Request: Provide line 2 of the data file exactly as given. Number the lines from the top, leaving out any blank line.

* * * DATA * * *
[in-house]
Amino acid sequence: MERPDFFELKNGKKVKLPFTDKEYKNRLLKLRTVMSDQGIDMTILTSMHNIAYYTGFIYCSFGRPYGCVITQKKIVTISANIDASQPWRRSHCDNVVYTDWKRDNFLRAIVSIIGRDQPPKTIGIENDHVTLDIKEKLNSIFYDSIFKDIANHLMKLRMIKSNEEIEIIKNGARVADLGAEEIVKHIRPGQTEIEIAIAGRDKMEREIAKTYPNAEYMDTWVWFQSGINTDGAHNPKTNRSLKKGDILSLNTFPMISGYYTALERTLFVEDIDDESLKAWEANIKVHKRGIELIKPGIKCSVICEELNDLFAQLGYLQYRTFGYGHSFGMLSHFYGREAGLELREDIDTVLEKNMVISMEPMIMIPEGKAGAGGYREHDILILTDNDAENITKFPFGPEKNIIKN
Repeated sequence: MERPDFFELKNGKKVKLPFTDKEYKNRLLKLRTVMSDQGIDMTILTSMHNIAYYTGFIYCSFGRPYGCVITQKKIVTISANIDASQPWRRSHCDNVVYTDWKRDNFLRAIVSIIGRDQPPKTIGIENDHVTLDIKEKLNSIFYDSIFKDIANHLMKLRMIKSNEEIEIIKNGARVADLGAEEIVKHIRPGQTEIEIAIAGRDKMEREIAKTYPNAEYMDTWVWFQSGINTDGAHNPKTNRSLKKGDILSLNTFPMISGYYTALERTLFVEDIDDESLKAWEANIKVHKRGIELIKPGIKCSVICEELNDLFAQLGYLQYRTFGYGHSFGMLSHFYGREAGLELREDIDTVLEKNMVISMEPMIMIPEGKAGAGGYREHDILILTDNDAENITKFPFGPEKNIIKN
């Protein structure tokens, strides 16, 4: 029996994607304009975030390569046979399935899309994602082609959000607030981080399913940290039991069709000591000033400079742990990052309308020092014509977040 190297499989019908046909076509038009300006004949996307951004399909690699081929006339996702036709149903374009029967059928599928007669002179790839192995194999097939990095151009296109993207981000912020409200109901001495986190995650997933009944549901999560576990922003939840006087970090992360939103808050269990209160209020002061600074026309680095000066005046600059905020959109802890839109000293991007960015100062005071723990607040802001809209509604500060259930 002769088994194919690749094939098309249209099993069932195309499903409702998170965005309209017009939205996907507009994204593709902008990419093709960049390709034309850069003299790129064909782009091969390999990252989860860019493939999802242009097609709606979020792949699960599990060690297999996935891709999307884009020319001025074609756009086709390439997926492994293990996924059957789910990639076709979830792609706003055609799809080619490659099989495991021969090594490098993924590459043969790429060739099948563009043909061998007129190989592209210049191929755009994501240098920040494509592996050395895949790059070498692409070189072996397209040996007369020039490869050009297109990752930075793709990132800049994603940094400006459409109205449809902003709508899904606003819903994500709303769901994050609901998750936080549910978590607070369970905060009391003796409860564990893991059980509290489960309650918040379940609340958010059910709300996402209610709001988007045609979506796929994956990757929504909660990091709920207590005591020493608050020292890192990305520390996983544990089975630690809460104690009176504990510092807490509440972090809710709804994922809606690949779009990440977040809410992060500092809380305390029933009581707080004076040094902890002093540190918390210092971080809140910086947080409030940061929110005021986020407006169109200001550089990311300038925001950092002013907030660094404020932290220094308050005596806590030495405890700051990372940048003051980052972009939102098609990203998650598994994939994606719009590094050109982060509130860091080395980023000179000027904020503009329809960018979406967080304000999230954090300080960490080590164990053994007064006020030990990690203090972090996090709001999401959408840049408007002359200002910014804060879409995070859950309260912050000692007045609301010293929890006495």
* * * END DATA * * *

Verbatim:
Amino acid sequence: MERPDFFELKNGKKVKLPFTDKEYKNRLLKLRTVMSDQGIDMTILTSMHNIAYYTGFIYCSFGRPYGCVITQKKIVTISANIDASQPWRRSHCDNVVYTDWKRDNFLRAIVSIIGRDQPPKTIGIENDHVTLDIKEKLNSIFYDSIFKDIANHLMKLRMIKSNEEIEIIKNGARVADLGAEEIVKHIRPGQTEIEIAIAGRDKMEREIAKTYPNAEYMDTWVWFQSGINTDGAHNPKTNRSLKKGDILSLNTFPMISGYYTALERTLFVEDIDDESLKAWEANIKVHKRGIELIKPGIKCSVICEELNDLFAQLGYLQYRTFGYGHSFGMLSHFYGREAGLELREDIDTVLEKNMVISMEPMIMIPEGKAGAGGYREHDILILTDNDAENITKFPFGPEKNIIKN